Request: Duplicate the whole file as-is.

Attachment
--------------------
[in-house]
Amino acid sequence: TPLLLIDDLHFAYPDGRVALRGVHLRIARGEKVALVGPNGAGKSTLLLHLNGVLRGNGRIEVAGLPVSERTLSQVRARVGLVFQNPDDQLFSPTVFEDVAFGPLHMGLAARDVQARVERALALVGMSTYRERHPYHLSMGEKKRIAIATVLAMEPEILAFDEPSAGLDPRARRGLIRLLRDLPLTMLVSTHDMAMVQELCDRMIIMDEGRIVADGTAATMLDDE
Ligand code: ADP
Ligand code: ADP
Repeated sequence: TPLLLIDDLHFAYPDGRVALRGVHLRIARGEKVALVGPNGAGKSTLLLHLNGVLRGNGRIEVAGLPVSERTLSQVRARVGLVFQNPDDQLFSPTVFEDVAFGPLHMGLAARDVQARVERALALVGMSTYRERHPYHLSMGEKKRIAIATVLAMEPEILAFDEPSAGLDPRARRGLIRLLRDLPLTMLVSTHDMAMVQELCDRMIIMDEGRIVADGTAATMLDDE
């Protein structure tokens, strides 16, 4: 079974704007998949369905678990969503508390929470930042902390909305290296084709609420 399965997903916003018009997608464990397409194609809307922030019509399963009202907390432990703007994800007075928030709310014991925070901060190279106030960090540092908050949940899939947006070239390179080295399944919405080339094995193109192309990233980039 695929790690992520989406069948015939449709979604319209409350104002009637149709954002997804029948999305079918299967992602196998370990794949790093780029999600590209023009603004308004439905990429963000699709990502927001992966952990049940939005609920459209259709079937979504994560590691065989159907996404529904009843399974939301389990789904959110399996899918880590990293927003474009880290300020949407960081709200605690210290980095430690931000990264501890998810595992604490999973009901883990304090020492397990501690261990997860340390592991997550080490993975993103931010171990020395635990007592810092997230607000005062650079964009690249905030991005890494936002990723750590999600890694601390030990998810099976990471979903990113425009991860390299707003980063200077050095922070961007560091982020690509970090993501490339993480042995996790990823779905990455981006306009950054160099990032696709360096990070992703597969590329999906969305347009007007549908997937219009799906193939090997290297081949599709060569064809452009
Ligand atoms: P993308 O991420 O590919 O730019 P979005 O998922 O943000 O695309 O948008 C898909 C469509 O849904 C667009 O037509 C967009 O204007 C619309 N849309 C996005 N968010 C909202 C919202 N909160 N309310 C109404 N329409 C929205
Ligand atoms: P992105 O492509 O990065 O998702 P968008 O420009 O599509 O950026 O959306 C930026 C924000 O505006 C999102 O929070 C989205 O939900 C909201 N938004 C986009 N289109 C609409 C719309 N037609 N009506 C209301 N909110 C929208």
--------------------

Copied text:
[in-house]
Amino acid sequence: TPLLLIDDLHFAYPDGRVALRGVHLRIARGEKVALVGPNGAGKSTLLLHLNGVLRGNGRIEVAGLPVSERTLSQVRARVGLVFQNPDDQLFSPTVFEDVAFGPLHMGLAARDVQARVERALALVGMSTYRERHPYHLSMGEKKRIAIATVLAMEPEILAFDEPSAGLDPRARRGLIRLLRDLPLTMLVSTHDMAMVQELCDRMIIMDEGRIVADGTAATMLDDE
Ligand code: ADP
Ligand code: ADP
Repeated sequence: TPLLLIDDLHFAYPDGRVALRGVHLRIARGEKVALVGPNGAGKSTLLLHLNGVLRGNGRIEVAGLPVSERTLSQVRARVGLVFQNPDDQLFSPTVFEDVAFGPLHMGLAARDVQARVERALALVGMSTYRERHPYHLSMGEKKRIAIATVLAMEPEILAFDEPSAGLDPRARRGLIRLLRDLPLTMLVSTHDMAMVQELCDRMIIMDEGRIVADGTAATMLDDE
């Protein structure tokens, strides 16, 4: 079974704007998949369905678990969503508390929470930042902390909305290296084709609420 399965997903916003018009997608464990397409194609809307922030019509399963009202907390432990703007994800007075928030709310014991925070901060190279106030960090540092908050949940899939947006070239390179080295399944919405080339094995193109192309990233980039 695929790690992520989406069948015939449709979604319209409350104002009637149709954002997804029948999305079918299967992602196998370990794949790093780029999600590209023009603004308004439905990429963000699709990502927001992966952990049940939005609920459209259709079937979504994560590691065989159907996404529904009843399974939301389990789904959110399996899918880590990293927003474009880290300020949407960081709200605690210290980095430690931000990264501890998810595992604490999973009901883990304090020492397990501690261990997860340390592991997550080490993975993103931010171990020395635990007592810092997230607000005062650079964009690249905030991005890494936002990723750590999600890694601390030990998810099976990471979903990113425009991860390299707003980063200077050095922070961007560091982020690509970090993501490339993480042995996790990823779905990455981006306009950054160099990032696709360096990070992703597969590329999906969305347009007007549908997937219009799906193939090997290297081949599709060569064809452009
Ligand atoms: P993308 O991420 O590919 O730019 P979005 O998922 O943000 O695309 O948008 C898909 C469509 O849904 C667009 O037509 C967009 O204007 C619309 N849309 C996005 N968010 C909202 C919202 N909160 N309310 C109404 N329409 C929205
Ligand atoms: P992105 O492509 O990065 O998702 P968008 O420009 O599509 O950026 O959306 C930026 C924000 O505006 C999102 O929070 C989205 O939900 C909201 N938004 C986009 N289109 C609409 C719309 N037609 N009506 C209301 N909110 C929208």